“Like Kissing God”

An article in yesterday’s Wall Street Journal, “Heroin Makes a Comeback”, highlights an old problem with a new and deadly twist. Although, prescription pain killers surpassed heroin as the number one new cause of opioid addiction two years ago, the upsurge in heroin use causes new concerns as it now appears as a cheaper alternative to the more expensive pill habit. Many patients who tire of doctor shopping end up buying their pharmaceuticals from a street dealer. Instant “one stop shopping”. There are two special problems with this. First, heroin use gives even chronic pain pill users an incredible high when it is first used. I’ve been told that it’s “like Kissing God”. Dangerous stuff. Second, overdose is much more likely because of the varying strength of heroin that users buy. The number of pills used is easily calculated; the strength of “Brown Sugar” is not. Especially by the neophyte user. While many of my opioid patients are driven to treatment because the increasing cost of their pill addiction is breaking them financially, those who have started heroin are usually sicker, more desperate and come to treatment later. Of note, there are a few who recognize right away that the incredible increase in pleasure that heroin brings is “too good”. How does that recognition occur in some people and not in others? Would that we could determine the differences in people in their timing of seeking help. Just another way of asking why is one addict’s bottom so different from another’s.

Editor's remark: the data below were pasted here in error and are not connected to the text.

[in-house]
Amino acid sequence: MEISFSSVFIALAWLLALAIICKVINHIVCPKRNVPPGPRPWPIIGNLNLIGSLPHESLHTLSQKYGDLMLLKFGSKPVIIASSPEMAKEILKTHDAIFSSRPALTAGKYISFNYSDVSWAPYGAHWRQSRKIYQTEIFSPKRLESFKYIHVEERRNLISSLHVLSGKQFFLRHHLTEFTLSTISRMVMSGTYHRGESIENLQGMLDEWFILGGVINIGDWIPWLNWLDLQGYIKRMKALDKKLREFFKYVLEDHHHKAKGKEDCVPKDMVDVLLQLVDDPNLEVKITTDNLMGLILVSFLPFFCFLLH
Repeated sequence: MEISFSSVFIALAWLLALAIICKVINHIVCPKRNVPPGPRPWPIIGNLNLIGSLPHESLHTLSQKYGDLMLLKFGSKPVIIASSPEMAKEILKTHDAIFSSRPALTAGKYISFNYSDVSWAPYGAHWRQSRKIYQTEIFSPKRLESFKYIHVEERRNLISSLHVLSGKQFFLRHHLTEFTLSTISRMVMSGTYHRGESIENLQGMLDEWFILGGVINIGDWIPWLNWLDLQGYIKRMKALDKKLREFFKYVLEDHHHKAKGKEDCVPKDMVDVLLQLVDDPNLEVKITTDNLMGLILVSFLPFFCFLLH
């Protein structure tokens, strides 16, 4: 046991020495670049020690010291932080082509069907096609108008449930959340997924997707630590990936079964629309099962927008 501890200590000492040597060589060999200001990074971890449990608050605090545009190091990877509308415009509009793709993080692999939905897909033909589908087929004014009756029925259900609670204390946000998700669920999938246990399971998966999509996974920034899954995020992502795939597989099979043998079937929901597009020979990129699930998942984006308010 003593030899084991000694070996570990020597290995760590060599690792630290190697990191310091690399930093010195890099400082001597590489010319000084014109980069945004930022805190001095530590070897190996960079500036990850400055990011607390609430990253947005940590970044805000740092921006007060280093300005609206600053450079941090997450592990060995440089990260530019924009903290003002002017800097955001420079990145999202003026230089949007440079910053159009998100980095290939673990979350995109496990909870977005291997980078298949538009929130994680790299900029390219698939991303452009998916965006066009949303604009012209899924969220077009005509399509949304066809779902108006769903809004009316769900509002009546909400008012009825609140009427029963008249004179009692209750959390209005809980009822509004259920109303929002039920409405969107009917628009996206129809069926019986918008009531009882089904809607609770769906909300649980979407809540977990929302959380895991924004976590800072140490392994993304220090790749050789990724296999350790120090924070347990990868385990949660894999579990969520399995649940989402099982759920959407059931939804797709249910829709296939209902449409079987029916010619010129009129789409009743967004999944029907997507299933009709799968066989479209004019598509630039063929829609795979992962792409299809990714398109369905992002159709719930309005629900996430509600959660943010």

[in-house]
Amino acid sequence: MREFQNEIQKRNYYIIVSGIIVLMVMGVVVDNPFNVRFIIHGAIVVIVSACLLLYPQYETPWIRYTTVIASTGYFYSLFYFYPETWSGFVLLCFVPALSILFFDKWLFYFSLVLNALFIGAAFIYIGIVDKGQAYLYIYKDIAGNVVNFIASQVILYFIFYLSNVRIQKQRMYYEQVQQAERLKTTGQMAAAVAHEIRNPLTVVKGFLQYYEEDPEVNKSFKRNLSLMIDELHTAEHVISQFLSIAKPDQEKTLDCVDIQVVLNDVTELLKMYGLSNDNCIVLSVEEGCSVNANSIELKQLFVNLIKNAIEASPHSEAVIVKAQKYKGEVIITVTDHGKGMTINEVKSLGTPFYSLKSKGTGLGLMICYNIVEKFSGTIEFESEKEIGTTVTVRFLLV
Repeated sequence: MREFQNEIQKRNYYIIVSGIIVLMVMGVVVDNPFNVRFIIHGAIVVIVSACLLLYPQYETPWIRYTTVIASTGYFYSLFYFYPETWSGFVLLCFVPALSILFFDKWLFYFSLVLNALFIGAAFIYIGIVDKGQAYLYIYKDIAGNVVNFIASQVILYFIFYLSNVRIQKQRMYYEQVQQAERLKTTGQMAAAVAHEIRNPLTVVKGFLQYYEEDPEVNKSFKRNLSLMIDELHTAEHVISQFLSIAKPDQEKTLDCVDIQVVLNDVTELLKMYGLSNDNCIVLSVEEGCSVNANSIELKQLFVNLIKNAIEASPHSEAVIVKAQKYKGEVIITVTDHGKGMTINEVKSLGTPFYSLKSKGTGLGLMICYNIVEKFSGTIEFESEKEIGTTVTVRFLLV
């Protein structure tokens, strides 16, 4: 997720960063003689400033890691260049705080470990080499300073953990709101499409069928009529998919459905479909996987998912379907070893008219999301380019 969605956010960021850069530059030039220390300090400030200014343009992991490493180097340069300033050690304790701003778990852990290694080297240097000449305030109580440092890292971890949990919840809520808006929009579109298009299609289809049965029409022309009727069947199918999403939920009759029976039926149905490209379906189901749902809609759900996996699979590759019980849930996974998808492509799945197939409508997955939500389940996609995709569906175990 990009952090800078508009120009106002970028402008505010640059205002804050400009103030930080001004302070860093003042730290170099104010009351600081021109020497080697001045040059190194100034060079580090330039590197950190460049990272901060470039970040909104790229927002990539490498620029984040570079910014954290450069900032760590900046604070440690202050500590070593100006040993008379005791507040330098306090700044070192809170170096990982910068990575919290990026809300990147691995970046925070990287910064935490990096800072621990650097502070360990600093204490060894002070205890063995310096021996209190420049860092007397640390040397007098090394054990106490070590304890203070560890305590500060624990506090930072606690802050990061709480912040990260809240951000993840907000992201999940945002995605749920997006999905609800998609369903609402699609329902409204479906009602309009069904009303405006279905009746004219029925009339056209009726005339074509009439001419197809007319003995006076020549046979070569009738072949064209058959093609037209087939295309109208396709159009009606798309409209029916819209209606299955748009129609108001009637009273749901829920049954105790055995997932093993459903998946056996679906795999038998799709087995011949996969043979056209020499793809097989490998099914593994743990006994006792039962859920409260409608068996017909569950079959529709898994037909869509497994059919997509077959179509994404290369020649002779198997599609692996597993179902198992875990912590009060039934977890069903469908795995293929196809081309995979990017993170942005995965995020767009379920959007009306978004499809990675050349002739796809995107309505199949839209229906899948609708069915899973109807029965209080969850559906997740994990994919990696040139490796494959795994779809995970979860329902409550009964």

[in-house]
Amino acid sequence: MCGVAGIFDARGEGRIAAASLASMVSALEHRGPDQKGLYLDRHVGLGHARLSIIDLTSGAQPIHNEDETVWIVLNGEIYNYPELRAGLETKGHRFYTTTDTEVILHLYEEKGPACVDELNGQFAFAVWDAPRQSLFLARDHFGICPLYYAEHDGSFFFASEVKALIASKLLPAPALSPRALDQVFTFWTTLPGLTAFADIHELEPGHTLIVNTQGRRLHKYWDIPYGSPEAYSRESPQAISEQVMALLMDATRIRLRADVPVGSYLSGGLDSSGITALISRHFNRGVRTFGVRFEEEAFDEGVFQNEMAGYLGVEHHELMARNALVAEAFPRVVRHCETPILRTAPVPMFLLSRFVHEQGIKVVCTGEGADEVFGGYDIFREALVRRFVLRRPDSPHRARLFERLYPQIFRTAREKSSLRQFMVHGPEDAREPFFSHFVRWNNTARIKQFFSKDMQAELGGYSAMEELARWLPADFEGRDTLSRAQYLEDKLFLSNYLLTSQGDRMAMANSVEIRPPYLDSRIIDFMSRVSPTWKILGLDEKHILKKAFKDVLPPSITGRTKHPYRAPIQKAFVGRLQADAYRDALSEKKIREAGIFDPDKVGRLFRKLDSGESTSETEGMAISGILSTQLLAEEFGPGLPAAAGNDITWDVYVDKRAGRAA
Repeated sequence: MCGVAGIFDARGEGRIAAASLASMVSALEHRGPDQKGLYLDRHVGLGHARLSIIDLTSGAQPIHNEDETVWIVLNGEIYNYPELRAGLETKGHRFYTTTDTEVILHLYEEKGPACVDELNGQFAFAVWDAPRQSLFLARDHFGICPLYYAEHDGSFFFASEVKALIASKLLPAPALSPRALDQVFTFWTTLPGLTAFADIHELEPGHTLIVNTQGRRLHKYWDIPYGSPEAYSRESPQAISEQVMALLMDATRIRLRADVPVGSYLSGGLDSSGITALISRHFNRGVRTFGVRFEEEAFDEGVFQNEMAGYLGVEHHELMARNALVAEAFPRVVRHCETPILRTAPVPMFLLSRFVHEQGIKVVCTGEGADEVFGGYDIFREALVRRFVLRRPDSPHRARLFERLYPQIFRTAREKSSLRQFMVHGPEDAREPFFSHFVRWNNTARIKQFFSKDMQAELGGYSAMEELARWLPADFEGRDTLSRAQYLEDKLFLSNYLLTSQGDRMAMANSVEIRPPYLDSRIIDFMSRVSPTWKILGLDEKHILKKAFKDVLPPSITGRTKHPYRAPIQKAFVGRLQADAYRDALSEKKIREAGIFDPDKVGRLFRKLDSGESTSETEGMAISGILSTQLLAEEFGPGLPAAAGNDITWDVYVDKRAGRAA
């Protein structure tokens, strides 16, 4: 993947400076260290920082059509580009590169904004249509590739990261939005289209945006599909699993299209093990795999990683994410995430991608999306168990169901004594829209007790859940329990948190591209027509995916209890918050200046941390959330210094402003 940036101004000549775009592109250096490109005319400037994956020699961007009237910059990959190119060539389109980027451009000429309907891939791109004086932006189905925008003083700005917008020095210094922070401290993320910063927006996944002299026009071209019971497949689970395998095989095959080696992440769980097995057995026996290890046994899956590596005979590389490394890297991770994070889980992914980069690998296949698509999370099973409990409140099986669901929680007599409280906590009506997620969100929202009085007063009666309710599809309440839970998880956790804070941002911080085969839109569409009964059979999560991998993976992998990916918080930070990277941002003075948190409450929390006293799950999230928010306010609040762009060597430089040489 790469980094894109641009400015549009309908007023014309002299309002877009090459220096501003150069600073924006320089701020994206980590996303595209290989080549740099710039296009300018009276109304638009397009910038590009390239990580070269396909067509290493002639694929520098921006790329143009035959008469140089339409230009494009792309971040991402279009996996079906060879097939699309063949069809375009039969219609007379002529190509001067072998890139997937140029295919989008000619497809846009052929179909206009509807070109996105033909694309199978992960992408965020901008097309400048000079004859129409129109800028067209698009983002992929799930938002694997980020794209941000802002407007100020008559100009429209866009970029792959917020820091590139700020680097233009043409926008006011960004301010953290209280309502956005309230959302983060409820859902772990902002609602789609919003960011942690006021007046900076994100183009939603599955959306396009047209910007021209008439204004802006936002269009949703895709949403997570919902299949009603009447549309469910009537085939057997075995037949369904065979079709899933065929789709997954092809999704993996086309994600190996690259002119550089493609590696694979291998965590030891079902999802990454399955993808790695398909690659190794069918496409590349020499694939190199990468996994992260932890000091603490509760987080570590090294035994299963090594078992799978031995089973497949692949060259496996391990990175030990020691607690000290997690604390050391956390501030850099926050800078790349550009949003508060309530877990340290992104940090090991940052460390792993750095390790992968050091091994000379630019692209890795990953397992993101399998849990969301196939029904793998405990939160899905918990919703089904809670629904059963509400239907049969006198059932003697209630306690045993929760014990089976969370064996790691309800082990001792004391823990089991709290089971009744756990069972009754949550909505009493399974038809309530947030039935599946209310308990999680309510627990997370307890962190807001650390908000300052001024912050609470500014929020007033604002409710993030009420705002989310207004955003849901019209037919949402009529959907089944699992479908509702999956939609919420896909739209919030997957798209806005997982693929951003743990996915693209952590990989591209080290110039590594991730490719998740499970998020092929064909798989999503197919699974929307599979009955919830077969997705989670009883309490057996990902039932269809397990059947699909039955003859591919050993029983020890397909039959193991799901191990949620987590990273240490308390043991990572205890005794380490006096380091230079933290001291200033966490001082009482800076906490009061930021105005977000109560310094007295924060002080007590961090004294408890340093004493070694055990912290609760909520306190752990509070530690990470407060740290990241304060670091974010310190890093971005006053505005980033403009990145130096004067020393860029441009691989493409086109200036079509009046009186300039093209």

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One response to ““Like Kissing God””

  1. Ken says:

    Heroine’s resurgence is being felt in our rural Maryland county and an uptick in drug use generally. There’s a drug called spice that’s apparently made from a combination of legal substances that seems to be impossible to outlaw since the components of the drug shift each time one of them is declared illegal. It’s beginning to figure prominently in the sheriffs’ election campaign for 2014. In the conversation, there seems to be much discussion about police wasting their time with marijuana enforcement and a blasé attitude toward it in general. Your posts “Marijuana–Not So Fast” and “Gupta’s Anecdotal Medicine” need to be read by more of these folks. No matter which side of the legality issue on which one falls, marijuana use by our young people is a serious concern.

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